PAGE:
As most know by now, I am a huge fan of Mark Twain and his literary child Huck Finn. I recently wrote a review to a sequel to the original for Amazon and Goodreads, and thought I would share it here as well, as I think I actually did a decent job of it.
When it comes to 'Adventures of Huckleberry Finn' sequels and spinoffs, I’ve pretty much read them all—and there are quite a few. Of course, Twain made his own attempts—some finished, one nearly so, others abandoned at various stages. There was a pair written in the 1930s by Clement Wood ('Tom Sawyer Grows Up', 'More Adventures of Huckleberry Finn'). The 100th anniversary brought us 'The Further Adventures of Huckleberry Finn' by Greg Matthews, and the last decade has brought a rash of spinoff books, focused on side characters such as Huck’s Pap, Jim’s wife, and Becky Thatcher. Other authors even attempted to finish the work Twain started with 'Huck Finn and Tom Sawyer Among the Indians'. One by one I’ve devoured them. So when I heard about Sam Sackett’s 'Huckleberry Finn Grows Up', naturally I was inclined to check it out.
Attempting to follow Twain’s masterwork is a tall order for anyone. The end of the Twain original promises “howling adventures” for Huck as he “lights out for the territory.” Naturally, this is the path that most sequel writers have followed--to varying degrees of success. In this book, yes, Huck does go west. But Sackett does something different. The boyhood adventures of Huck are gone and in the territory, Huck becomes a man.
What becomes apparent during this opening section is that the idea of Huck having “howling adventures” in the territory was only a fantasy. In fact, Twain himself seemed to reach this conclusion during his aborted attempt to write a sequel—the attempt ended shortly after Twain implied that a female character had been raped. The facts as Twain saw them unfolding during an adventure in the territory negated his attempt at creating a fantasy. There would be no true sequel to 'Huck Finn' written by his creator.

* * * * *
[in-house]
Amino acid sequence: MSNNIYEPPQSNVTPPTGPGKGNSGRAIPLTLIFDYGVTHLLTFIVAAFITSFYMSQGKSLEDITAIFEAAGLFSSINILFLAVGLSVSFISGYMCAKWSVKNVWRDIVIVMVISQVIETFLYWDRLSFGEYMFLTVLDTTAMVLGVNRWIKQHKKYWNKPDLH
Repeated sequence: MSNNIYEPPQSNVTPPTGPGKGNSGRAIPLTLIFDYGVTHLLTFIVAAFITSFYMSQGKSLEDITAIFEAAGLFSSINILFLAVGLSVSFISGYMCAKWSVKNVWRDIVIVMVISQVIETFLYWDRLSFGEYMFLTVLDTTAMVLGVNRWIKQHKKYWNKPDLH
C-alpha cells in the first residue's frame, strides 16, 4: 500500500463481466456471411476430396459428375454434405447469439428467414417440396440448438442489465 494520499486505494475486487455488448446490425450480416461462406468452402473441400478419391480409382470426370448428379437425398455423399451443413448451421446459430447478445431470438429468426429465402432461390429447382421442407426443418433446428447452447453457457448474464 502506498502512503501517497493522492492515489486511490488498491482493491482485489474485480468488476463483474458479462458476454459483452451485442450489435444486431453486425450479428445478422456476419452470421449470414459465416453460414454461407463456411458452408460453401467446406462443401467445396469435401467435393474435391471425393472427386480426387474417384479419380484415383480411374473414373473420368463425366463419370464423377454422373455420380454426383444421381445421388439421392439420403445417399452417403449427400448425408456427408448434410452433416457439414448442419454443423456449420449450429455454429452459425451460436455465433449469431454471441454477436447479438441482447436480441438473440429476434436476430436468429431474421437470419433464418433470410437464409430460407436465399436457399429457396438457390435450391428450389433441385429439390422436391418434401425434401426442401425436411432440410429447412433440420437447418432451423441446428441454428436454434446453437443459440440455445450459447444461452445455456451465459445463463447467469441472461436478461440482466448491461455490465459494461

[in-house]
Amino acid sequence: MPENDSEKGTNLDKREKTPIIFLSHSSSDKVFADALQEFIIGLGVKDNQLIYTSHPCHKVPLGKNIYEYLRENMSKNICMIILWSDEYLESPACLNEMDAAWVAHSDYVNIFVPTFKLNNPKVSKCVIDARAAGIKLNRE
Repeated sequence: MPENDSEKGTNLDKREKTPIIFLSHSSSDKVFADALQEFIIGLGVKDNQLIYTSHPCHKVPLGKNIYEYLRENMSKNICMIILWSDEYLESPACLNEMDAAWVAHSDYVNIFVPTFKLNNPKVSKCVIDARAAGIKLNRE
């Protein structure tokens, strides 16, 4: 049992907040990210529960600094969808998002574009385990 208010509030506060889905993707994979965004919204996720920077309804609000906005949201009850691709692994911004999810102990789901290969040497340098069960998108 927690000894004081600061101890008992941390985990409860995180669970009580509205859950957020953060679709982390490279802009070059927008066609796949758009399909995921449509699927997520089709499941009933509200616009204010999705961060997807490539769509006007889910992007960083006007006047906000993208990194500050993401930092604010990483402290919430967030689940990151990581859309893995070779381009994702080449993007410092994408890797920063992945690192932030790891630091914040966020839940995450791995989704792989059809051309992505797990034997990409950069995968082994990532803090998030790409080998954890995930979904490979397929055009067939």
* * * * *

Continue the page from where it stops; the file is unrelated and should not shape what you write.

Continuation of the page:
Sackett avoids these complications by using his vast knowledge of history to carve out a credible path for Finn to follow. The adventures may not be howling, but historically, they ring true. Using clues and markers of Huck’s personality from the original text, Sackett writes a sequel to 'Huckleberry Finn' as if Huck was indeed a real person. Adding force to this idea, as a framing device, it is purported that the text comes from writing that Huck himself left.
Eventually, Huck leaves the territory, heading to California for the gold rush, struck by the gold fever that captured so many of that time. These San Francisco passages are the strongest of the book.
Discouraged by the way his time in California ends up, Huck returns east, this time to Kansas. Not yet a state, Huck arrives as the territory is illogically caught up in the throes of the fight over slavery. Huck is painted sympathetically and realistically, putting to good use the lessons he learned both at the side of his friend Jim and from earlier in this novel. And Sackett clearly knows his history of Kansas, which is interesting—to a point. It does begin to grow a bit repetitive, and could have been tightened in the narrative.
Nonetheless, most readers of Twain and of Huck will be very pleased with the way Huck Finn grows up, and I recommend this tale to all fans of the novel. Sackett’s tale is a well-reasoned approximation of how Huck’s life could have unfolded. Of the many sequels to Huck that I have read, this work does the best job of making Huck a real life, flesh and blood person, and after finishing 'Huckleberry Finn Grows Up', one might even begin to wonder if indeed he was.
Those interested in Huck sequels might also enjoy the aforementioned "The Further Adventures of Huckleberry Finn" by Greg Matthews as well as "Huckleberry Finn in Love and War: The Lost Journals" by Dan Walker.